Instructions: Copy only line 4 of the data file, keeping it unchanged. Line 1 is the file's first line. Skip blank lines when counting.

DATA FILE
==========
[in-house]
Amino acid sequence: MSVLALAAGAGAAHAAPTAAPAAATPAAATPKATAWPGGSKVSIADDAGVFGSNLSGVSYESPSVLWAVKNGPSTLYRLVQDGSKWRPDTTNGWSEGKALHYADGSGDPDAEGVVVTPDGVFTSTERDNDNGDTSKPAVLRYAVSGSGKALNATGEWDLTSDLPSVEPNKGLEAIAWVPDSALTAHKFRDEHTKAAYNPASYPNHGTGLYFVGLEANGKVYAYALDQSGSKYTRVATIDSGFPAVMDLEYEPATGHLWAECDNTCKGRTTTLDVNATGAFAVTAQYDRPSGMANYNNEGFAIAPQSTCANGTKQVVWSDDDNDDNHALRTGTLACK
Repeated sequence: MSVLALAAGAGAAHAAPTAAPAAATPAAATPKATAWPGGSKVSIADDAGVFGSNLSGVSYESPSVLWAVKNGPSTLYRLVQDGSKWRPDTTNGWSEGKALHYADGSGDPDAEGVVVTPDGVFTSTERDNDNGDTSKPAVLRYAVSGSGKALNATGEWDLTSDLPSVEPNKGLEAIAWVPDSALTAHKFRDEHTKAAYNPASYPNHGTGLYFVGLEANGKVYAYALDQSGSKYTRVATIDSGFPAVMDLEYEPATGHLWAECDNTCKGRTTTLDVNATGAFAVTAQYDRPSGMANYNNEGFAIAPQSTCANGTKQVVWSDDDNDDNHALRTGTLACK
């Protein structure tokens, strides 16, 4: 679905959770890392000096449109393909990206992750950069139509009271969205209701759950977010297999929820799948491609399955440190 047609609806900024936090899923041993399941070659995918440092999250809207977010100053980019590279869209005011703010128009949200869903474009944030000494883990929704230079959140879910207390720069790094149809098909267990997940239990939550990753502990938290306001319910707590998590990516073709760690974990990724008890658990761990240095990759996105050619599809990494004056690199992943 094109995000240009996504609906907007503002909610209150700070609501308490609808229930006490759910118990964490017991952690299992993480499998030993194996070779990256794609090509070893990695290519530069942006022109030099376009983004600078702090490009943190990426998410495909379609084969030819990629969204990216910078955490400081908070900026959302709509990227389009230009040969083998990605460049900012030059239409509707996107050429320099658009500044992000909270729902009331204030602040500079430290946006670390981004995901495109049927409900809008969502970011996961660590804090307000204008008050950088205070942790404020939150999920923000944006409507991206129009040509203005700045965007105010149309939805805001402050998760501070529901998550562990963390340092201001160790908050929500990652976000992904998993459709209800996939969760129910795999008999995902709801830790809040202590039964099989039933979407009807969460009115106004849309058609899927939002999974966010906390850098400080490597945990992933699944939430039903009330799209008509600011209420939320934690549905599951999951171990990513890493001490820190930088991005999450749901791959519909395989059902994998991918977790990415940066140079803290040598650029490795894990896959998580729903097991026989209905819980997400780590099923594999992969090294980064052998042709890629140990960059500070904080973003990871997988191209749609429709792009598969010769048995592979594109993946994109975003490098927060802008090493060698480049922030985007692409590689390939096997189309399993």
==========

């Protein structure tokens, strides 16, 4: 679905959770890392000096449109393909990206992750950069139509009271969205209701759950977010297999929820799948491609399955440190 047609609806900024936090899923041993399941070659995918440092999250809207977010100053980019590279869209005011703010128009949200869903474009944030000494883990929704230079959140879910207390720069790094149809098909267990997940239990939550990753502990938290306001319910707590998590990516073709760690974990990724008890658990761990240095990759996105050619599809990494004056690199992943 094109995000240009996504609906907007503002909610209150700070609501308490609808229930006490759910118990964490017991952690299992993480499998030993194996070779990256794609090509070893990695290519530069942006022109030099376009983004600078702090490009943190990426998410495909379609084969030819990629969204990216910078955490400081908070900026959302709509990227389009230009040969083998990605460049900012030059239409509707996107050429320099658009500044992000909270729902009331204030602040500079430290946006670390981004995901495109049927409900809008969502970011996961660590804090307000204008008050950088205070942790404020939150999920923000944006409507991206129009040509203005700045965007105010149309939805805001402050998760501070529901998550562990963390340092201001160790908050929500990652976000992904998993459709209800996939969760129910795999008999995902709801830790809040202590039964099989039933979407009807969460009115106004849309058609899927939002999974966010906390850098400080490597945990992933699944939430039903009330799209008509600011209420939320934690549905599951999951171990990513890493001490820190930088991005999450749901791959519909395989059902994998991918977790990415940066140079803290040598650029490795894990896959998580729903097991026989209905819980997400780590099923594999992969090294980064052998042709890629140990960059500070904080973003990871997988191209749609429709792009598969010769048995592979594109993946994109975003490098927060802008090493060698480049922030985007692409590689390939096997189309399993």